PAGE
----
Earlier this week, President Barack Obama reiterated his interest in shutting down the prison at Guantanamo Bay: “I’ve asked my team to review everything that’s currently being done in Guantanamo, everything that we can do administratively, and I’m going to reengage with Congress to try to make the case that this is not in the best interests of the American people.”
President Obama isn’t alone in being troubled by goings-on at Guantanamo. This morning I attended an interesting panel discussion where a retired admiral, the former Judge Advocate General of the Navy, spoke out in favor of closing Gitmo….
When Berkeley Law professor John Yoo is able to come to the defense of President Obama’s secret legal justification for the assassination of American citizens, it’s time for progressives to pack it up and find a new candidate. Mike Bloomberg? Cory Booker? There are a bunch of other political figures out there who will gladly champion some liberal ideals until it becomes politically expedient for them to sell out the left in exchange for the warm embrace of the military-industrial complex.
Progressives will need to find somebody else because this Obama guy is done as a progressive leader. Many of you have been following the story of Anwar al-Awlaki. He’s the American-born radical cleric who was targeted and killed by a U.S. drone strike in Yemen. Many have questioned Obama’s authority to assassinate an American without due process of the law.
Today’s news is that President Obama did seek and receive legal justification for this strike from the Department of Justice. But you won’t get to see it. That’s because the DOJ issued Obama a secret memo that purportedly explains why Obama is allowed to kill Americans now….
Being a federal prosecutor is a great legal job, but it has its downsides. One of them, at least for me, was the anonymity. In your work as an assistant U.S. attorney, it’s not about you; it’s about the merits of the cases, and seeing that justice is done. That’s public-spirited and all, but it’s not very fabulous (at least not to a shameless attention-seeker like myself).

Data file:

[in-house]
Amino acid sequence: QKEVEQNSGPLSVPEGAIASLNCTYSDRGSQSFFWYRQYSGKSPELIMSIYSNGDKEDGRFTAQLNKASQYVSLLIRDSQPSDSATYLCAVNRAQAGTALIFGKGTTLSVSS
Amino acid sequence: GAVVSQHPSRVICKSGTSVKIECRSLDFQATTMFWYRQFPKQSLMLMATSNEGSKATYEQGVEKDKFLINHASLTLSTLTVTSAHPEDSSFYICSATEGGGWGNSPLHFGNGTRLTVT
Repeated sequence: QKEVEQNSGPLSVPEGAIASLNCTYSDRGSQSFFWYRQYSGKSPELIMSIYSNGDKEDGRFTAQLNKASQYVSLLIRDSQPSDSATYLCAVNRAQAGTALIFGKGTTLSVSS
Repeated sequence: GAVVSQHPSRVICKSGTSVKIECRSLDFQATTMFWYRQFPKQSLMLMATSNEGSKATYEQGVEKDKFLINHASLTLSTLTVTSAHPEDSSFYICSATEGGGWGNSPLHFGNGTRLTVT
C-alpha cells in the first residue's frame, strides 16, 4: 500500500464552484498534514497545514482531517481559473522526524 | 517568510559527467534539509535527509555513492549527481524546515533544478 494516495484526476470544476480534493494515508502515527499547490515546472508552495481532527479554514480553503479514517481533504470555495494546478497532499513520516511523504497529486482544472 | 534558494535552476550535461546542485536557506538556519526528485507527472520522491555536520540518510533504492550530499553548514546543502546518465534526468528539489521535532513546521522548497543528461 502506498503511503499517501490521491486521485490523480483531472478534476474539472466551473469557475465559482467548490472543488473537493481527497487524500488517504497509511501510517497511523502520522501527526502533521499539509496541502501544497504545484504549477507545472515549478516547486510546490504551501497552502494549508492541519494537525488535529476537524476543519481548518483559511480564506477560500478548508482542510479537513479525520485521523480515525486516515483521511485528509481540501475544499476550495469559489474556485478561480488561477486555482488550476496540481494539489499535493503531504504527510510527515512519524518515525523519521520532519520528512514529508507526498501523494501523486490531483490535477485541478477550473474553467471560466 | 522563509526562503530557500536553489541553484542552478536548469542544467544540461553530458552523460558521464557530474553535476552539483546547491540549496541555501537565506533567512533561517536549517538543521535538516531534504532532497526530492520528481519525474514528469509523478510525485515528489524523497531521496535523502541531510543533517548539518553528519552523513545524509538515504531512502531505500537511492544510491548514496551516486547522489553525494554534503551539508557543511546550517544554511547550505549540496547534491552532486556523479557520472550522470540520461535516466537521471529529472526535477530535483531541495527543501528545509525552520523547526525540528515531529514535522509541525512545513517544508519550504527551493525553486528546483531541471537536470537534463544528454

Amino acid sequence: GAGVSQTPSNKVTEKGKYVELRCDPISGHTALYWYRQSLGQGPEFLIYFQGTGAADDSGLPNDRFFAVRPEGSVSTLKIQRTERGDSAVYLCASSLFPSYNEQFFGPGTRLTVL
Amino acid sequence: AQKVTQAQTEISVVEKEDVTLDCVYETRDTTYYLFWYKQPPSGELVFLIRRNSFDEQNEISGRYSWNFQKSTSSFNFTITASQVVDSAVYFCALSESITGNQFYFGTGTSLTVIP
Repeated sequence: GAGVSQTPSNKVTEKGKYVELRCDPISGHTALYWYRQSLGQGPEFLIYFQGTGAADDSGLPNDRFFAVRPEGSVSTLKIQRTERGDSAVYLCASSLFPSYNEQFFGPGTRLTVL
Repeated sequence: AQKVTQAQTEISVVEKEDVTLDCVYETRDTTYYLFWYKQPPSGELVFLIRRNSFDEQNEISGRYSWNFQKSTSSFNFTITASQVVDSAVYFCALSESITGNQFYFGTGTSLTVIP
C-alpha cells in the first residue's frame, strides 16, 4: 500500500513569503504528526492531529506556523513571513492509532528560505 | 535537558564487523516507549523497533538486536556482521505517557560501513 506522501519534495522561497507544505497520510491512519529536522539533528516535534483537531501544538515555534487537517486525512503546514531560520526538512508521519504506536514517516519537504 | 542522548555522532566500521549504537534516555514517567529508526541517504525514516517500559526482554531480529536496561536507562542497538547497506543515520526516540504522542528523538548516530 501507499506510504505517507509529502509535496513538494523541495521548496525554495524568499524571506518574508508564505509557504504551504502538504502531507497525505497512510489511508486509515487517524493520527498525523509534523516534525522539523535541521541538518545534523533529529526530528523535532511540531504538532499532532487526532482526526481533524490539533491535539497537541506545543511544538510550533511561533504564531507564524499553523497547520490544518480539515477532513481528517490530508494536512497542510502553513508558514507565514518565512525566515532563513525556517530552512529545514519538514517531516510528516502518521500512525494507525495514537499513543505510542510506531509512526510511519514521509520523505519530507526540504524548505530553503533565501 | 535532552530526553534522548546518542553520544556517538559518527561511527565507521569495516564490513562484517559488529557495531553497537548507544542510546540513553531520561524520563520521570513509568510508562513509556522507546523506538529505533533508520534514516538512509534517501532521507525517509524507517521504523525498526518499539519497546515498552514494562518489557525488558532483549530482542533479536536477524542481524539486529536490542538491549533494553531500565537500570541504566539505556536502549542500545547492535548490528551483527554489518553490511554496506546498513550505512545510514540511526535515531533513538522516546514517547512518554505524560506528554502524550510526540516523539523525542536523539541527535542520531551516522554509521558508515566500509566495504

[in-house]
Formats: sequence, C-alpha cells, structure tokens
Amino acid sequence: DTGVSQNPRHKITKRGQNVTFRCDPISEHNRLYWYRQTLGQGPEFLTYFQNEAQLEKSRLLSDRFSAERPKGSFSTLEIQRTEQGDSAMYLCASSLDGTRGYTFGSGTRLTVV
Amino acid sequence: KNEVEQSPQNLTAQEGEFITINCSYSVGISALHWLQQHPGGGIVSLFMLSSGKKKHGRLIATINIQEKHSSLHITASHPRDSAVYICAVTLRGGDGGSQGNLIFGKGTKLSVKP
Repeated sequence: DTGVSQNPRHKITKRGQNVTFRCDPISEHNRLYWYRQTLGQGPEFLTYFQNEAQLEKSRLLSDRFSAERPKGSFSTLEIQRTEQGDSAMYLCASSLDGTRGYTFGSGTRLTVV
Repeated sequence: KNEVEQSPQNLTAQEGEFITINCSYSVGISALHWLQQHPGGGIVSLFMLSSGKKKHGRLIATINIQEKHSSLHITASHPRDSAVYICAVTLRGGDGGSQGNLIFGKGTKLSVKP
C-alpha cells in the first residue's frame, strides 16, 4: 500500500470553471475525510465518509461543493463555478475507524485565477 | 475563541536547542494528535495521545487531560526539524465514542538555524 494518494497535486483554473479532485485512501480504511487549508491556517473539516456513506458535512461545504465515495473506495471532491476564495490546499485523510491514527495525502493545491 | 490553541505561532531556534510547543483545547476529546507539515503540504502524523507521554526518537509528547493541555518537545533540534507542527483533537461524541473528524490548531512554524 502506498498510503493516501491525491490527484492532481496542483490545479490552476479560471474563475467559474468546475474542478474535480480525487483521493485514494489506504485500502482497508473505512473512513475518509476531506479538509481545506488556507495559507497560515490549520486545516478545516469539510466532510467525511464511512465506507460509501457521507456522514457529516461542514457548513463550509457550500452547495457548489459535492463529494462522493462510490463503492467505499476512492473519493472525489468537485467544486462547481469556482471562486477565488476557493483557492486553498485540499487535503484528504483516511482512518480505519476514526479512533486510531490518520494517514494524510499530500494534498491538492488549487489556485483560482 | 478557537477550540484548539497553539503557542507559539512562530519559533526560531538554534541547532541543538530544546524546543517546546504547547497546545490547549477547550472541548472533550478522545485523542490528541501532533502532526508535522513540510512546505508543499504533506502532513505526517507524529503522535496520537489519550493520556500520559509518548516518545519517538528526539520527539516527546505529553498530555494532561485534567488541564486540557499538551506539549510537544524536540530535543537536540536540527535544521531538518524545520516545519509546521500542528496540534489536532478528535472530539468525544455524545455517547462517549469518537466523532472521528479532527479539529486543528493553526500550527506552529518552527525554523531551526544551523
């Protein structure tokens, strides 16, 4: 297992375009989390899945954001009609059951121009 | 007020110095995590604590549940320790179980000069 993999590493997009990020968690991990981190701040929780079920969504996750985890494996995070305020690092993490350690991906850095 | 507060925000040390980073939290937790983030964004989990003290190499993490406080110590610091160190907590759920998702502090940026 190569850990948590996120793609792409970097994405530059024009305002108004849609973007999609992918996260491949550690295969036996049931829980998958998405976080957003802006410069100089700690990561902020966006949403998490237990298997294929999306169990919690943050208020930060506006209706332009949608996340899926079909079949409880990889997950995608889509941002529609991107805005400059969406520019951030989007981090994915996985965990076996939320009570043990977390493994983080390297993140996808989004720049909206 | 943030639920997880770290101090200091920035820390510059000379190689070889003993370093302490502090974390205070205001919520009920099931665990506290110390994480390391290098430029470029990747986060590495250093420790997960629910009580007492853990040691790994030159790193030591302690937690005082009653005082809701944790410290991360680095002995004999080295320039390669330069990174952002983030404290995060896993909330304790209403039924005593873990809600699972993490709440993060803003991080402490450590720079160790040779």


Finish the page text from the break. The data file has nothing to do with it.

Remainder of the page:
Given the relative anonymity of being an AUSA, it’s not normal for the New York Post to cover the hiring of any single one. But Tali Farhadian, who’s joining the U.S. Attorney’s Office in the Eastern District of New York (Brooklyn), isn’t your normal AUSA.
How many federal prosecutors are as brilliant, as beautiful, and as filthy rich as Farhadian? And how many are as controversial?
Let’s learn why this lush Persian beauty is so celebrated in some quarters, and so loathed in others. And see some photos, too…
[T]he imperatives of law enforcement distract soldiers and intelligence agents from their primary war-fighting mission. We don’t want our soldiers pausing on hostile battlefields to read detainees Miranda warnings, take down witness statements, and collect evidence in plastic baggies. They should remain focused on finding and killing al Qaeda terrorists.
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Ed. note: The Asia Chronicles column is authored by Kinney Recruiting. Kinney has made more placements of U.S. associates, counsels and partners in Asia than any other recruiting firm in each of the past six years. You can reach them by email: firstname.lastname@example.org.